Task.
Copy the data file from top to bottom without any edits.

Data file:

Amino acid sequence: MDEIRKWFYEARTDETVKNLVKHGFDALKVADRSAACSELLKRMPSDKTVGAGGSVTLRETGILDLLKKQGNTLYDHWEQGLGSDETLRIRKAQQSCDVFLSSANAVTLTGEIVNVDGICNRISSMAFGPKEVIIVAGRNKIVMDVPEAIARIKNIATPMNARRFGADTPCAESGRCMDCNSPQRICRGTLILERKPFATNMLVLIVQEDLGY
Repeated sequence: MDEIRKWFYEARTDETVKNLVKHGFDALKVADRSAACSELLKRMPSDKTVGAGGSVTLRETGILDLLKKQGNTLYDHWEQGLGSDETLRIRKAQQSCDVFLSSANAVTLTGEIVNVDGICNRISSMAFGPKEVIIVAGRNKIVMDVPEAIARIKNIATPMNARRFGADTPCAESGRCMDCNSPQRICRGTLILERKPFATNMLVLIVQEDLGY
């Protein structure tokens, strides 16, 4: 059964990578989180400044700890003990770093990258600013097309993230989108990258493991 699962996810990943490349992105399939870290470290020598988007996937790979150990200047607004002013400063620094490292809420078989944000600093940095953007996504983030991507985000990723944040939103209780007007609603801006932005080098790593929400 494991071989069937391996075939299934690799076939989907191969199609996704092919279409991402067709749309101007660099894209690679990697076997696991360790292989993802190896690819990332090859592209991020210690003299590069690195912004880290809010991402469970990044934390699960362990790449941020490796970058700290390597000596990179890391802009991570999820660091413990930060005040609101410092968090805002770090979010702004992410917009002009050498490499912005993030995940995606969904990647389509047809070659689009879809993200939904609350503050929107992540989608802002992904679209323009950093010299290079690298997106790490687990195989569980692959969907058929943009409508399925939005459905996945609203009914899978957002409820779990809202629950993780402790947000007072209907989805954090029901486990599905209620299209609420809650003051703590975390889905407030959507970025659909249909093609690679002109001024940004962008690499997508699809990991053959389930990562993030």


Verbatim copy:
Amino acid sequence: MDEIRKWFYEARTDETVKNLVKHGFDALKVADRSAACSELLKRMPSDKTVGAGGSVTLRETGILDLLKKQGNTLYDHWEQGLGSDETLRIRKAQQSCDVFLSSANAVTLTGEIVNVDGICNRISSMAFGPKEVIIVAGRNKIVMDVPEAIARIKNIATPMNARRFGADTPCAESGRCMDCNSPQRICRGTLILERKPFATNMLVLIVQEDLGY
Repeated sequence: MDEIRKWFYEARTDETVKNLVKHGFDALKVADRSAACSELLKRMPSDKTVGAGGSVTLRETGILDLLKKQGNTLYDHWEQGLGSDETLRIRKAQQSCDVFLSSANAVTLTGEIVNVDGICNRISSMAFGPKEVIIVAGRNKIVMDVPEAIARIKNIATPMNARRFGADTPCAESGRCMDCNSPQRICRGTLILERKPFATNMLVLIVQEDLGY
């Protein structure tokens, strides 16, 4: 059964990578989180400044700890003990770093990258600013097309993230989108990258493991 699962996810990943490349992105399939870290470290020598988007996937790979150990200047607004002013400063620094490292809420078989944000600093940095953007996504983030991507985000990723944040939103209780007007609603801006932005080098790593929400 494991071989069937391996075939299934690799076939989907191969199609996704092919279409991402067709749309101007660099894209690679990697076997696991360790292989993802190896690819990332090859592209991020210690003299590069690195912004880290809010991402469970990044934390699960362990790449941020490796970058700290390597000596990179890391802009991570999820660091413990930060005040609101410092968090805002770090979010702004992410917009002009050498490499912005993030995940995606969904990647389509047809070659689009879809993200939904609350503050929107992540989608802002992904679209323009950093010299290079690298997106790490687990195989569980692959969907058929943009409508399925939005459905996945609203009914899978957002409820779990809202629950993780402790947000007072209907989805954090029901486990599905209620299209609420809650003051703590975390889905407030959507970025659909249909093609690679002109001024940004962008690499997508699809990991053959389930990562993030």